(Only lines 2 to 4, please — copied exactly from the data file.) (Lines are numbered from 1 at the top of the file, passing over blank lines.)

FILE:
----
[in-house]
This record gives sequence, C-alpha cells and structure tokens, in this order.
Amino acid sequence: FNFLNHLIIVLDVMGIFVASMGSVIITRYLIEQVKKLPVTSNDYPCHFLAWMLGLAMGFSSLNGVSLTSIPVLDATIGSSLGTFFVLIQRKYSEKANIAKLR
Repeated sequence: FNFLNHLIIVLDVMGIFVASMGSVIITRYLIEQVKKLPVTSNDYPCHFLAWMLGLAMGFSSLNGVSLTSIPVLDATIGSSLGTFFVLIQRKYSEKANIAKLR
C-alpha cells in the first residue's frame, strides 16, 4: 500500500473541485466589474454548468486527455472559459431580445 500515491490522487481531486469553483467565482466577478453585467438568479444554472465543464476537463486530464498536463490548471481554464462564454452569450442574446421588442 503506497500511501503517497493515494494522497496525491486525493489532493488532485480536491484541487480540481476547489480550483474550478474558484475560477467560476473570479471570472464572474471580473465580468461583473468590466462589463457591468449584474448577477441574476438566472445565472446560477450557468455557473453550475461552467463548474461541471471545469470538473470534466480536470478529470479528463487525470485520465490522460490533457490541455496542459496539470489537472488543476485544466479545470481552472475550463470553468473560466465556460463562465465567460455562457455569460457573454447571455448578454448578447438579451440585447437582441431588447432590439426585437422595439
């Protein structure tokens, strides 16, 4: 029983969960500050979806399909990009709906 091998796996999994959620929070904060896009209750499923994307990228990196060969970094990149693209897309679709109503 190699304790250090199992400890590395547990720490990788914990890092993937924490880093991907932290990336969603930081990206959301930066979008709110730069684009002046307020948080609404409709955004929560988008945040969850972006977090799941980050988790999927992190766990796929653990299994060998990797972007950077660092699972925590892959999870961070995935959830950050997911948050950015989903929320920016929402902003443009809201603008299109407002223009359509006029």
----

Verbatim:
This record gives sequence, C-alpha cells and structure tokens, in this order.
Amino acid sequence: FNFLNHLIIVLDVMGIFVASMGSVIITRYLIEQVKKLPVTSNDYPCHFLAWMLGLAMGFSSLNGVSLTSIPVLDATIGSSLGTFFVLIQRKYSEKANIAKLR
Repeated sequence: FNFLNHLIIVLDVMGIFVASMGSVIITRYLIEQVKKLPVTSNDYPCHFLAWMLGLAMGFSSLNGVSLTSIPVLDATIGSSLGTFFVLIQRKYSEKANIAKLR